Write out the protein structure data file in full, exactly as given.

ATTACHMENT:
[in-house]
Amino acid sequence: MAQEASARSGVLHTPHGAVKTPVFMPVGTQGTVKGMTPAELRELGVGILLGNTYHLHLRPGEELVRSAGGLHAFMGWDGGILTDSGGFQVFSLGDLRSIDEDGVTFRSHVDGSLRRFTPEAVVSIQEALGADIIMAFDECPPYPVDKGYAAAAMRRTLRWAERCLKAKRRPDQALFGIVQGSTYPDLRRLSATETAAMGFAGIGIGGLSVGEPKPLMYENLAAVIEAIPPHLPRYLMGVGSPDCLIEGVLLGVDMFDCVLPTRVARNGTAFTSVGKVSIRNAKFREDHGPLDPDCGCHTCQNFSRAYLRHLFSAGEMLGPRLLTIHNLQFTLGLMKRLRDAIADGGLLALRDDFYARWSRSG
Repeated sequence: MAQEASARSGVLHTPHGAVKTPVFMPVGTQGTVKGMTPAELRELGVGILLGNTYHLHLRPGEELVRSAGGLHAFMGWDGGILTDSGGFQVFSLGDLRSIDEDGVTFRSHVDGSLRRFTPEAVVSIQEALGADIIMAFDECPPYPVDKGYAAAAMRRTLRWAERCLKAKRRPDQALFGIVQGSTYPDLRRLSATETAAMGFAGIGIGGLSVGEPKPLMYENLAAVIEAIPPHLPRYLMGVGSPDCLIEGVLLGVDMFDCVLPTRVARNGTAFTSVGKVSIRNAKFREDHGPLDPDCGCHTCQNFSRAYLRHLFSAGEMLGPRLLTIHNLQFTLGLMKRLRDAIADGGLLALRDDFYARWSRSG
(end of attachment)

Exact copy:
[in-house]
Amino acid sequence: MAQEASARSGVLHTPHGAVKTPVFMPVGTQGTVKGMTPAELRELGVGILLGNTYHLHLRPGEELVRSAGGLHAFMGWDGGILTDSGGFQVFSLGDLRSIDEDGVTFRSHVDGSLRRFTPEAVVSIQEALGADIIMAFDECPPYPVDKGYAAAAMRRTLRWAERCLKAKRRPDQALFGIVQGSTYPDLRRLSATETAAMGFAGIGIGGLSVGEPKPLMYENLAAVIEAIPPHLPRYLMGVGSPDCLIEGVLLGVDMFDCVLPTRVARNGTAFTSVGKVSIRNAKFREDHGPLDPDCGCHTCQNFSRAYLRHLFSAGEMLGPRLLTIHNLQFTLGLMKRLRDAIADGGLLALRDDFYARWSRSG
Repeated sequence: MAQEASARSGVLHTPHGAVKTPVFMPVGTQGTVKGMTPAELRELGVGILLGNTYHLHLRPGEELVRSAGGLHAFMGWDGGILTDSGGFQVFSLGDLRSIDEDGVTFRSHVDGSLRRFTPEAVVSIQEALGADIIMAFDECPPYPVDKGYAAAAMRRTLRWAERCLKAKRRPDQALFGIVQGSTYPDLRRLSATETAAMGFAGIGIGGLSVGEPKPLMYENLAAVIEAIPPHLPRYLMGVGSPDCLIEGVLLGVDMFDCVLPTRVARNGTAFTSVGKVSIRNAKFREDHGPLDPDCGCHTCQNFSRAYLRHLFSAGEMLGPRLLTIHNLQFTLGLMKRLRDAIADGGLLALRDDFYARWSRSG